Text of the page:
I’ve attended, presented and hosted a number of sales seminars and can recommend a roster of superb speakers and coaches in the industry. Take for example, Grant Cardone.
When Tim Jackson, President of the Colorado Automotive Dealers Association, invited me to speak at the Innovative Dealer Summit, I had never heard of Grant Cardone. Once I heard him speak however, I will never forget the Cardone experience. The man is electric! There is no sales objective he cannot overcome.
You don’t believe he’s the best in the industry?
Well let’s see … a while back he was featured on HGTV selling his million dollar home with a million dollar view, he is married to a gorgeous actress, he provides motivation and sales training programs to Fortune 500 companies, he’s a New York Times best selling author and is regularly seen on Fox Business, NBC, MSNBC, and Business Insider.
Yeah … he’s the best.
Hopefully someday you will get a chance to attend one of Grant’s electric events and experience him for yourself. I believe you will be forever changed. And while Grant’s approach and advice may differ from my point of view, I would like to take a moment to suggest another sales seminar, albeit unorthodox.
May I suggest you take a trip toCaliforniawine country?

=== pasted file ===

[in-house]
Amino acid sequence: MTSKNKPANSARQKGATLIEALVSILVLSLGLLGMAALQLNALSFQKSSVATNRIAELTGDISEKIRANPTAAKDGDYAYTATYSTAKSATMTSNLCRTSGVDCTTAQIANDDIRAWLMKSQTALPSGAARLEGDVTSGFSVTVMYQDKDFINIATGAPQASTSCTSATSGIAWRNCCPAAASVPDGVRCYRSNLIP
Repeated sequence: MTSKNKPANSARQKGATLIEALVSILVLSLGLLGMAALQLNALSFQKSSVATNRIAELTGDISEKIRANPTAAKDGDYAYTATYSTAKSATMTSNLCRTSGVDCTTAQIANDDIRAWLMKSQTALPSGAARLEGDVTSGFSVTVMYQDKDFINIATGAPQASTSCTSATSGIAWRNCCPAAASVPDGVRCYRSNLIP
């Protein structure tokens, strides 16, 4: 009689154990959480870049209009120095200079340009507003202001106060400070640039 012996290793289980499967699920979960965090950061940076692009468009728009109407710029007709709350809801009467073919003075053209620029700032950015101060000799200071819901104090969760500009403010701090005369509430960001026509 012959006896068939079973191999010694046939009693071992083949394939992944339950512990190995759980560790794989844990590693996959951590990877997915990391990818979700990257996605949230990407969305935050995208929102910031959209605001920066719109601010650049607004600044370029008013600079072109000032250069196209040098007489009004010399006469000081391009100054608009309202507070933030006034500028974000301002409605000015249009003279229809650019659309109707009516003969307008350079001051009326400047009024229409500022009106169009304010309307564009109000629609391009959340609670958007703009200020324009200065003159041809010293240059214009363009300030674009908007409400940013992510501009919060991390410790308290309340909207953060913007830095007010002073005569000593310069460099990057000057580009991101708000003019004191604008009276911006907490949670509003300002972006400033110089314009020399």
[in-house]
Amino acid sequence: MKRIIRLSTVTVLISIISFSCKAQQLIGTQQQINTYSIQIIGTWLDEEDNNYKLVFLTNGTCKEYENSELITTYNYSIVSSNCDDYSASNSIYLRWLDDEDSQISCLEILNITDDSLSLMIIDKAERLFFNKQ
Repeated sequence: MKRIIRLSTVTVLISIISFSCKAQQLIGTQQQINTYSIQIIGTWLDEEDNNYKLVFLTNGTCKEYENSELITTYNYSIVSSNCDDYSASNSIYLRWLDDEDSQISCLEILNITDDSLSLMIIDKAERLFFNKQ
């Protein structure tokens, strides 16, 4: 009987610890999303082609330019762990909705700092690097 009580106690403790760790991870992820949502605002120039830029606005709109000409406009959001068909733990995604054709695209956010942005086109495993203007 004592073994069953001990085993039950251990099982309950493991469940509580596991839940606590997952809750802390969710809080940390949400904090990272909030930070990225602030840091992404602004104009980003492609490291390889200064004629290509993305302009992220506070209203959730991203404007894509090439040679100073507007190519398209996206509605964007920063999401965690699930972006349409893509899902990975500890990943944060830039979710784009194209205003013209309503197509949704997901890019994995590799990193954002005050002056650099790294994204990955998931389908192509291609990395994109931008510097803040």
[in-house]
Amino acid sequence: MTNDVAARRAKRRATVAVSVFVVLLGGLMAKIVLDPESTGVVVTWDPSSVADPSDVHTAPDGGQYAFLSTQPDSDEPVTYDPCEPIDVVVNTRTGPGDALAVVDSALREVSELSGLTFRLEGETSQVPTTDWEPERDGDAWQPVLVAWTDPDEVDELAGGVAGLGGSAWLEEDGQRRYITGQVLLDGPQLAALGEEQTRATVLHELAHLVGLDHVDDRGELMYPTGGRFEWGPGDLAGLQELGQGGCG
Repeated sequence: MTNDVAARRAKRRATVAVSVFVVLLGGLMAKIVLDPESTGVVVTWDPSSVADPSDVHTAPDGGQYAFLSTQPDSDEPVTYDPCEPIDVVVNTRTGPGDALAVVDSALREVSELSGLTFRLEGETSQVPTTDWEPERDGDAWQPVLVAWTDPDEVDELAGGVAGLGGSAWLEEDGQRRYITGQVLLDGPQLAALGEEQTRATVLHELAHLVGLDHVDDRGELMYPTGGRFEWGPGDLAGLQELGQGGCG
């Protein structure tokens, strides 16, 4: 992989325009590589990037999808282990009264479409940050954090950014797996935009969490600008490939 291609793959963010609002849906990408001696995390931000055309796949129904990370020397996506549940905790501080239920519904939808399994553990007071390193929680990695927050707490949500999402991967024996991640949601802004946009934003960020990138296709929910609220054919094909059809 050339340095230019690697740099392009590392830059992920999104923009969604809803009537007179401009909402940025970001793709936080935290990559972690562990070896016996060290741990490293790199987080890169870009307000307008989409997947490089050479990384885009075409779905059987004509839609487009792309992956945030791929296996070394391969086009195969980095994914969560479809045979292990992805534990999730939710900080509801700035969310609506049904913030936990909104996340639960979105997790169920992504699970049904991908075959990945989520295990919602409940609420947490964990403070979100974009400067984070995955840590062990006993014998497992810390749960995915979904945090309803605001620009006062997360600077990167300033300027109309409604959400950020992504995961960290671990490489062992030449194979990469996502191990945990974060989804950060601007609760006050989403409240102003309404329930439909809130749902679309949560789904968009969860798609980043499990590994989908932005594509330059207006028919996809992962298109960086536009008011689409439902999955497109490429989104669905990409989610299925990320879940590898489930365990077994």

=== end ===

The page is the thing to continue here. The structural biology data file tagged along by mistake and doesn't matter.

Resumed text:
Admittedly wine country is one of my favorite places but trust me when I say that if you want to improve your sales technique you need to pay a visit to the region. I assure you there is a method to my madness (remember … this is why they refer to my technique as “unique.”)
During my visits, I have enjoyed many great wineries. Most people who visit the region remark on the scenery, the architecture of each tasting room and of course the wine. While all that is incredible, I would like to point out my pick as the “must visit” winery for anybody who works in sales.
Why on earth would I be suggesting sales people visit wineries?
Because a tasting room is a fast paced, incredibly busy and often distracting environment in which you have one chance to sell a client on your product. It’s a make it or break it chance to move some wine out the door and establish a long term relationship.
As I secretly evaluated tasting room staff members this weekend I stopped by, among others, Charles Krug’s tasting room.
Charles Krug Winery is the grandfather ofNapaValleywith an extensive and colorful history of wine making. One would expect the Krug family of wines to be exquisite and you would be correct. When it comes to serving a wine as historic and remarkable as Krug’s, it’s almost imperative that the tasting room staff be some of the best in the business.
Upon entering the tasting room, I was greeted by a lazy cat and an energetic Italian-American staff member. From the moment she engaged me she was on top of her game, beginning with the comment, “Let’s go have some wine.”